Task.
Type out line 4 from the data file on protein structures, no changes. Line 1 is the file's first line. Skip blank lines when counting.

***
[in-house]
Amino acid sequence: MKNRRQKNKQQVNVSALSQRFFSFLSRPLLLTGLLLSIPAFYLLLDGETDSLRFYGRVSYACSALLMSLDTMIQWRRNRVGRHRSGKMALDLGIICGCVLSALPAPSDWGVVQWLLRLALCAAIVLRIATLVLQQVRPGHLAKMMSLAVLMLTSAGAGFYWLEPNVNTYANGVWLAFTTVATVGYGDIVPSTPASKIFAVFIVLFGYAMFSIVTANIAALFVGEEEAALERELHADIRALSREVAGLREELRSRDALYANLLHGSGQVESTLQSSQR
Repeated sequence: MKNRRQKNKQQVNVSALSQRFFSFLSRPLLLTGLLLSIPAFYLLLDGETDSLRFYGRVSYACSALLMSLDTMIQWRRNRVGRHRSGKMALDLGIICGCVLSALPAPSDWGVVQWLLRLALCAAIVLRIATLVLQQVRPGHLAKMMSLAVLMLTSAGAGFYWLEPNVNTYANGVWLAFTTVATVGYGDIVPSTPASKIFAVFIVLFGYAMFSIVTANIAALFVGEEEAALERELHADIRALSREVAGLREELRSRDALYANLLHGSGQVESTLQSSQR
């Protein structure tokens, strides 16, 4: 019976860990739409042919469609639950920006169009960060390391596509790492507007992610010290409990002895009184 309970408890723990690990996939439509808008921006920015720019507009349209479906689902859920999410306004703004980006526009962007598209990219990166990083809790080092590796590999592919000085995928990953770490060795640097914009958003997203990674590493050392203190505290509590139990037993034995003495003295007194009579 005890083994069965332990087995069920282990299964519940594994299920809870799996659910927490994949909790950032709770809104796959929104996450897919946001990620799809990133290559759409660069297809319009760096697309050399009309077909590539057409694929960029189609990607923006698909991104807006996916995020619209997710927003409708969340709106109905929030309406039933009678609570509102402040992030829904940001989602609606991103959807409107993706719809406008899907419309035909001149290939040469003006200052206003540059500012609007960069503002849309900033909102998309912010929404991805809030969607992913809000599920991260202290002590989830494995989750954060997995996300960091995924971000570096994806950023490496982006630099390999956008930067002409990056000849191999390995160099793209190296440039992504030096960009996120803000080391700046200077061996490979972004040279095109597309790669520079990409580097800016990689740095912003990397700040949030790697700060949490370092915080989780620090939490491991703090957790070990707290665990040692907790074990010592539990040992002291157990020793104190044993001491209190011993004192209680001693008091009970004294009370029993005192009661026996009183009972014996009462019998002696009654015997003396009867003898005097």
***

């Protein structure tokens, strides 16, 4: 019976860990739409042919469609639950920006169009960060390391596509790492507007992610010290409990002895009184 309970408890723990690990996939439509808008921006920015720019507009349209479906689902859920999410306004703004980006526009962007598209990219990166990083809790080092590796590999592919000085995928990953770490060795640097914009958003997203990674590493050392203190505290509590139990037993034995003495003295007194009579 005890083994069965332990087995069920282990299964519940594994299920809870799996659910927490994949909790950032709770809104796959929104996450897919946001990620799809990133290559759409660069297809319009760096697309050399009309077909590539057409694929960029189609990607923006698909991104807006996916995020619209997710927003409708969340709106109905929030309406039933009678609570509102402040992030829904940001989602609606991103959807409107993706719809406008899907419309035909001149290939040469003006200052206003540059500012609007960069503002849309900033909102998309912010929404991805809030969607992913809000599920991260202290002590989830494995989750954060997995996300960091995924971000570096994806950023490496982006630099390999956008930067002409990056000849191999390995160099793209190296440039992504030096960009996120803000080391700046200077061996490979972004040279095109597309790669520079990409580097800016990689740095912003990397700040949030790697700060949490370092915080989780620090939490491991703090957790070990707290665990040692907790074990010592539990040992002291157990020793104190044993001491209190011993004192209680001693008091009970004294009370029993005192009661026996009183009972014996009462019998002696009654015997003396009867003898005097």